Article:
How Media Companies Make Money

Posted by Mark Hedengren on

How Media Companies Make Money and How that Effects the Type of Content They Make

We are going through a huge change in media--maybe the largest in the history of the film medium. While it may seem confusing in many ways, if you just look at the way the various media conglomerates make money you can see their motivation and how they will make money in the future.


Network TV (ABC, NBC, ABC)

How they used to make money: sell ads that displayed during “commercial breaks.”


Resulting content: TV shows that were made to keep your attention until the next commercial break, so you would sit through the commercial and “tune in next time.” The TV shows Friends, Siegfried, Happy Days, and The A Team are good examples of this technique.

Cable TV (TBS, CNN, MTV Etc.)

How they make money: Cable fees and Commercial Breaks


Resulting content: Specialized content that particular demographics absolutely needed (“I want my MTV”) so cable providers would carry the channel and pay the station the resulting $1-3 fee per a subscriber.  Also, they make money through on-air ads, but the cable fees carry the ship.

YouTube (Google)

How they make money: By running click ads on top of videos and in video content. Ironically YouTubers, while making some money directly from YouTube, make most of their money from sponsored listings. This creates a disconnect between the interest of YouTube and the interest of the content creator.


Resulting content: short and sharable content that is catchy and interesting long enough for a click ad to display or for a short five second commercial to run before the add. Since the content relies on being “shared” for distribution, it is important that the content has a viral quality.

Amazon Prime Video (AKA Prime Video)

How they make money: By selling Prime memberships, which in turn increases the likelihood that you will buy most of your household purchases from the website. They don’t need to make any money from video or music content because they can make money from selling you everything else in the world. So, the goal of the Amazon Prime Video is to get you to sign up for Prime. That’s why it’s in the title.


Resulting content: Content with a social component that is of global interest. The TV show “Grand Tour” is a good example. This catchy buddy comedy that centers around cars  --previously BBC’s “Top Gear”-- has global reach and global appeal. The show has plenty of “water cooler” moments so it is a must see for men so that they can talk about cars.



How they make money: Subscription fees globally


Resulting Content: Netflix started making its own content because it was too difficult/expensive to negotiate the distribution rights for a movie for 36 countries. So, they said “screw it, we will make our own content.” The result is they want content that will play well globally and be “binge worthy” and talked about. They want you to say “You must see House of Cards. It’s amazing” to your friend and then your friend will sign up to see it. You can see this with many of the shows they create trying to be the House of Cards for various demographics. Netflix hardest task is they try to be everything to everyone, being the first truly Global TV station. This is in contrasts to HBO NOW which I will talk about next.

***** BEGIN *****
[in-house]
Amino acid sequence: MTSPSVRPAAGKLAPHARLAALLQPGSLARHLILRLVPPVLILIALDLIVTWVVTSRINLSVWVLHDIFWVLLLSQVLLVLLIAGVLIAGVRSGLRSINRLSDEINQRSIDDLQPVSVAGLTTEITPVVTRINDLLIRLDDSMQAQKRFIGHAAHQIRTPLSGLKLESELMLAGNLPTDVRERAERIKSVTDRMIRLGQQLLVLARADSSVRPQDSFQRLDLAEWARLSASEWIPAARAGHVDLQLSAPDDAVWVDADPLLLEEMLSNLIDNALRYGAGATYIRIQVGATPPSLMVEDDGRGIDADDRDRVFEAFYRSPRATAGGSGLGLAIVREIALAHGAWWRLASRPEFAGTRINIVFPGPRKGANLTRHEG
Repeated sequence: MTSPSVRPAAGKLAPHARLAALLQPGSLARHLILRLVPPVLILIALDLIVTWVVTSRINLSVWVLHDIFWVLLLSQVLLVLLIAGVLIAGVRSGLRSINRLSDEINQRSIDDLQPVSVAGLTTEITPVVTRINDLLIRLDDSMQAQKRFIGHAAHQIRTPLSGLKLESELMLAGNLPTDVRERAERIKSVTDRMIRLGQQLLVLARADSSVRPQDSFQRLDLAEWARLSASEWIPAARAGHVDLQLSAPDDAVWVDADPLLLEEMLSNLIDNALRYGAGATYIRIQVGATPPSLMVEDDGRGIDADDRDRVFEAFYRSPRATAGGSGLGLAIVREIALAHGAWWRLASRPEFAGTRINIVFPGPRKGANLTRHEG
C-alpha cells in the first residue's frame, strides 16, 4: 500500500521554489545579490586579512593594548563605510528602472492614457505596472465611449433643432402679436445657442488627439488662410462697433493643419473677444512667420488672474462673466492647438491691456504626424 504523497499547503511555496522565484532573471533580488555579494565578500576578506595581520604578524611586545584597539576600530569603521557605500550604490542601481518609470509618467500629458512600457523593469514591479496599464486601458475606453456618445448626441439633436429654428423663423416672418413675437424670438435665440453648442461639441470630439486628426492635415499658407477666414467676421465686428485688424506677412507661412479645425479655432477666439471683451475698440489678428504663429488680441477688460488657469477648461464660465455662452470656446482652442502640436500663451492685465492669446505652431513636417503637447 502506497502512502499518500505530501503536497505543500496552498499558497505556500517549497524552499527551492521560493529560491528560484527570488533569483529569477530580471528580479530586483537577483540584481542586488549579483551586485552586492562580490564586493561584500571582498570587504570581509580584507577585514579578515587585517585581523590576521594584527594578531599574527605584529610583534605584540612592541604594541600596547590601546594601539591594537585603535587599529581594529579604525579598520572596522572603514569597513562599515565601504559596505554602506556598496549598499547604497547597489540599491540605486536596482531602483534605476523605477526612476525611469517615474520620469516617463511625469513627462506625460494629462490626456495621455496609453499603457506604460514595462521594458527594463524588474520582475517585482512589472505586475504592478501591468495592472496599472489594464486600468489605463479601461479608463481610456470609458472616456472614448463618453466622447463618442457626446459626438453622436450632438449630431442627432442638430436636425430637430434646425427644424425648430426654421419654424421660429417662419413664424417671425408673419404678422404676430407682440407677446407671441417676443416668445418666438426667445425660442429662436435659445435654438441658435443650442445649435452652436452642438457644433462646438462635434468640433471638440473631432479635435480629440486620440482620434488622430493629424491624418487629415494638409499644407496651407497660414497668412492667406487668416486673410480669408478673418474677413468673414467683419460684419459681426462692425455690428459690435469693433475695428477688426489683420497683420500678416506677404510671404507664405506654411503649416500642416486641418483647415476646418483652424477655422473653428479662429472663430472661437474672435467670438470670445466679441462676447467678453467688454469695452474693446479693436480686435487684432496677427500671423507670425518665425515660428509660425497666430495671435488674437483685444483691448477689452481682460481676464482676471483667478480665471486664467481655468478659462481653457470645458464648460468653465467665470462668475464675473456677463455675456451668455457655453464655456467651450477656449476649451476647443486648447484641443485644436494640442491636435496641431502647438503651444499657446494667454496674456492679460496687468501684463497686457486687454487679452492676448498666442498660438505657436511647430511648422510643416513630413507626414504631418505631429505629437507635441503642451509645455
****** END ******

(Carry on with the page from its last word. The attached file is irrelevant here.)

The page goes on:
How they make money: Subscription fees from the 5% richest members of society.


Resulting Content: HBO is the elite’s TV Channel. They make content that is charged and provocative because they want you to keep paying a subscription fee even if you don’t watch it every week or month. They put on “must see documentaries” that are “thought provoking” so the 5% can talk about it with each other. Their TV series are generally shorter than Netflix which targets minutes watched on its service, not impact. So that’s why HBO doesn’t mind losing people from its audience by repeatedly decapitating people on its shows (Westworld/Game of Thrones). As long as it affirms the values of the 5% and is provocative, they win. HBO’s CEO spoke to my girlfriend’s work and he said because they only go for the very top of income demographic, they don’t view Netflix as competition.



How they make money: Theme Parks


Resulting Content: Once you realize that Disney makes virtually all of its “operating profit” off of Disneyland, Euro Disney, Disney Curses etc., all their content choices make sense. Operating Profit means what Disney actually make money on. Unlike all their cable channels (Disney Chanel, ESPN etc.) and movies were they basically break even. The goal of the animation and live action is to create a character and stick it in a theme park. This is also why other animation or family- oriented content is difficult for other companies to make. They may create a hit like Fern Gully, but they don’t have the global theme park network to charge families $160 a ticket the way Disney can do with Tinkerbell.  So, Star Wars, Marvel, Disney Animation, and Pixar are all cranking out characters they can stick in theme parks that become must-see attractions.


As you can see much of our media world is built on how Amazon wants to sell us diapers, Netflix want to sell us subscriptions, and Disney wants to sell us vacation packages. With this knowledge, we can be better producers of content and see the goals they have in mind. Or, at the very least, if your filmmaking goals don’t line up with theirs then you can do something else and/or try to find a partner that fits with the type of stuff you want to make.


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